A patient with COVID-19 and a skin rash

Borja Díaz-Guimaraens    Miguel Domínguez-Santás    Diego Fernández-Nieto    Juan Jiménez-Cauhé    Ana Suárez-Valle   
doi: 10.31128/AJGP-COVID-48   |    Download article
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A woman aged 52 years presented to the emergency department in Madrid, Spain, in December 2020 during the COVID-19 pandemic. She complained of a slightly pruritic rash that had started to appear 10 days earlier (Figures 1 and 2). The lesions developed five days after the onset of an episode of fever, cough and malaise, and the patient was diagnosed with a mild case of COVID-19 due to a positive real-time reverse transcription–polymerase chain reaction for SARS-CoV-2 that had been taken from a nasopharyngeal swab. She had been referred to a dermatologist by her general practitioner (GP), who had suspected COVID-19-associated livedo reticularis and had prescribed acetylsalicylic acid 100 mg once daily. Laboratory tests were unremarkable, apart from a mildly elevated C-reactive protein level (13 mg/L, reference range <6 mg/L). Proximal and distal arterial pulses were present.

Figures 1 and 2. Reticulated erythematous and hyperpigmented patches on both inner thighs and legs

Figure 1. Reticulated erythematous and hyperpigmented patches on both inner thighs and legs
Figure 2. On the inner right leg, reticulated linear erythematous plaques were present

Question 1

How would you describe the lesions?

Question 2

What history specific to the clinical appearance would you take?

Answer 1

The lesions consisted of dusky hyperpigmented reticulated patches, with superimposed pink keratotic plaques on the inner thighs and legs. No ulceration was present.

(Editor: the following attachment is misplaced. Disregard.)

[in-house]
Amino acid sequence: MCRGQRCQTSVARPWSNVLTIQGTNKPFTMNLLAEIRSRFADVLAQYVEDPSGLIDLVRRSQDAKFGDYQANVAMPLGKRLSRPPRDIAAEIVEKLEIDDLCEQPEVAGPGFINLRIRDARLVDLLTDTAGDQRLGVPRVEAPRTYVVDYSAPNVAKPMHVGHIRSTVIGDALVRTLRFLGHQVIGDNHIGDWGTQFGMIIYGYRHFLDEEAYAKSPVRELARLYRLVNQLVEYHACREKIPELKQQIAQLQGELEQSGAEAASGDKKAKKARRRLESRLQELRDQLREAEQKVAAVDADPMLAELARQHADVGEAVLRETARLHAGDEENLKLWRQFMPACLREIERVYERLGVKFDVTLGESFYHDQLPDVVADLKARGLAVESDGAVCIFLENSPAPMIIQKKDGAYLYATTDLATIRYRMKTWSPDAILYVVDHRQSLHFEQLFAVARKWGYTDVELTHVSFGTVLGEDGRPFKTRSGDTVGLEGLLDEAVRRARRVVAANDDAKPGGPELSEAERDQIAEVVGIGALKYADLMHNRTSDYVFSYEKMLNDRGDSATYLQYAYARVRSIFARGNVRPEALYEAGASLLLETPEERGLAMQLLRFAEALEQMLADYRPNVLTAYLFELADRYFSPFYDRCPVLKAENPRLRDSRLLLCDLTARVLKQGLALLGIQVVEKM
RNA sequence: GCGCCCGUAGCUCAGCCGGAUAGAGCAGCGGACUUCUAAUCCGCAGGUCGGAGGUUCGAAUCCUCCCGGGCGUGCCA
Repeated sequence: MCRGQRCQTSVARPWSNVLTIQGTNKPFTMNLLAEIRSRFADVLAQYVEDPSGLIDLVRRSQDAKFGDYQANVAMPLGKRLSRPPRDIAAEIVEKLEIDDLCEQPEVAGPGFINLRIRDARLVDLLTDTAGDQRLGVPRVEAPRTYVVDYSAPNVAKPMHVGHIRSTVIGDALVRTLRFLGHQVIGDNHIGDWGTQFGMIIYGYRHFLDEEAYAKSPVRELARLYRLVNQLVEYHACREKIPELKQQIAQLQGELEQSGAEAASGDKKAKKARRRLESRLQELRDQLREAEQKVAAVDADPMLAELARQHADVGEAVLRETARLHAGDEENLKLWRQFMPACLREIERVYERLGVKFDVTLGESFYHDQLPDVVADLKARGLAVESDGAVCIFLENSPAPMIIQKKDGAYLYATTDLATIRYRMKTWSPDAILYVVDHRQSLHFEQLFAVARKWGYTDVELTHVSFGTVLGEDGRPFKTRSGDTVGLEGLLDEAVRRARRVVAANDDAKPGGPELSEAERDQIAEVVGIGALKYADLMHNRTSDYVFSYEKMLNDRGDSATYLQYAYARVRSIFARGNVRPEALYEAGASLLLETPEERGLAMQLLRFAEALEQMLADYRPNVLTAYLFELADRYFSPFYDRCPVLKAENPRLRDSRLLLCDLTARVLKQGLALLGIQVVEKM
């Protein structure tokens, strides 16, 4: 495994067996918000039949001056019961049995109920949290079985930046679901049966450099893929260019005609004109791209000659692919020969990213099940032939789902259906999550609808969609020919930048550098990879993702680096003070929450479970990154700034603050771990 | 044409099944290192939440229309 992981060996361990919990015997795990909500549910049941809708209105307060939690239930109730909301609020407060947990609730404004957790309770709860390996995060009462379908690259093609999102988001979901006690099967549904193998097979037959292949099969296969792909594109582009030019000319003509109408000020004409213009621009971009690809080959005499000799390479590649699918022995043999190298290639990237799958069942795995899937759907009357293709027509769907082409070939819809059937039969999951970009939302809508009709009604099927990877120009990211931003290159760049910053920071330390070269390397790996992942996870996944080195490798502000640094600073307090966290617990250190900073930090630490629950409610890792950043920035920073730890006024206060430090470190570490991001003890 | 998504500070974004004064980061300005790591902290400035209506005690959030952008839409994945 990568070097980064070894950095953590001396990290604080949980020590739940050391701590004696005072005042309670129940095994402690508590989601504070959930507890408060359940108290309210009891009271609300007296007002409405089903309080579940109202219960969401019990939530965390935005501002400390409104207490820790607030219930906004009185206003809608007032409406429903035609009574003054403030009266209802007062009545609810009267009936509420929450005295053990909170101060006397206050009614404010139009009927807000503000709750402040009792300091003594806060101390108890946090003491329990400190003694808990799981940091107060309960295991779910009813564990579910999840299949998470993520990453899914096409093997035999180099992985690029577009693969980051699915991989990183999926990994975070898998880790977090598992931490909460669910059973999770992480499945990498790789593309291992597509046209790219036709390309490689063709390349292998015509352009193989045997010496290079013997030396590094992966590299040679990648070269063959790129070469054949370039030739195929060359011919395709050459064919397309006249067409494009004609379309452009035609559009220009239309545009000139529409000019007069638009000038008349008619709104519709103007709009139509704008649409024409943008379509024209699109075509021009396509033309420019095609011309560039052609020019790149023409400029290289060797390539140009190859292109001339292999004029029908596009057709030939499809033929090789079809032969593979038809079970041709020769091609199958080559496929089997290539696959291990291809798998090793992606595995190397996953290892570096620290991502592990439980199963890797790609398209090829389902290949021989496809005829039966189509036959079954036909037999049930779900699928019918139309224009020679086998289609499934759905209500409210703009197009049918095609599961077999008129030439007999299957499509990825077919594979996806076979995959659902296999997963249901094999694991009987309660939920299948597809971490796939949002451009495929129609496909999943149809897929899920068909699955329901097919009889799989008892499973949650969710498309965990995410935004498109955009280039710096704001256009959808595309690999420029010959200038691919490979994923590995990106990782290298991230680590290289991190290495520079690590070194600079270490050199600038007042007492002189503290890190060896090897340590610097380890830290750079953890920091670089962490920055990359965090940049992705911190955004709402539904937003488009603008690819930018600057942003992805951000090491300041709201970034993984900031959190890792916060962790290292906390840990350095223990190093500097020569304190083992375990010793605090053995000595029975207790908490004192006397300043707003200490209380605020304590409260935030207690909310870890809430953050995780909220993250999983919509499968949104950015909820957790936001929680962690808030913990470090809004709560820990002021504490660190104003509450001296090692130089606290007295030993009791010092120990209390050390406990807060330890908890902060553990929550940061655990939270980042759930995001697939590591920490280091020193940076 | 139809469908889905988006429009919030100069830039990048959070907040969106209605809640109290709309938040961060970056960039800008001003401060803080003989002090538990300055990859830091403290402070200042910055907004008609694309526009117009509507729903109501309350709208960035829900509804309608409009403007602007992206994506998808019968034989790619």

Answer 2

A history of chronic heat exposure should be sought.

Case continued

The patient acknowledged that, during the previous three months, she had been using a hot water bottle, held between her thighs, to warm herself while in bed.

Although not required for the diagnosis, two 4-mm punch biopsies were taken from one of the reticulated patches on the patient’s left thigh and the unaffected area between the patches to evaluate the integrity of the arterial skin supply due to her COVID-19 diagnosis and to rule out vasculitis or vasculopathy.

The biopsy from the reticulated patch showed epidermal atrophy, whereas the other was unspecific. Neither biopsy indicated vasculitis or thrombotic vasculopathy. She was prescribed a betamethasone dipropionate cream 0.05% twice a day for 14 days and was advised to avoid heat sources. Only a slight hyperpigmented network persisted two months later.

Question 3

What is the diagnosis?

Question 4

What differential diagnoses should be considered?

Answer 3

This condition is known as erythema ab igne (EAI), which is a disorder caused by local chronic exposure to low levels of infrared heat below the threshold for a thermal burn (eg after contact with heating pads, hot water bottles, laptop computers).1 Clinically, it begins as areas of localised reversible reticulated erythema that reflect the areas of venous predominance in the skin, identical to livedo reticularis, and evolves into a fixed reticulated hyperpigmentation in the same pattern. It is characteristically asymptomatic, although a slight burning sensation can be noted. Biopsy is not needed for the diagnosis. If performed, epidermal atrophy and dermal melanophages are often observed. Management consists of the cessation of the offending heat source. It is advised to ask about prior localised pain, as the use of heat might be a sign of suboptimal pain management. It is important to monitor patients who present with EAI and report long-term exposure to heat, as prolonged heat exposure can predispose to the future development of cutaneous squamous cell carcinoma or Merkel cell carcinoma.2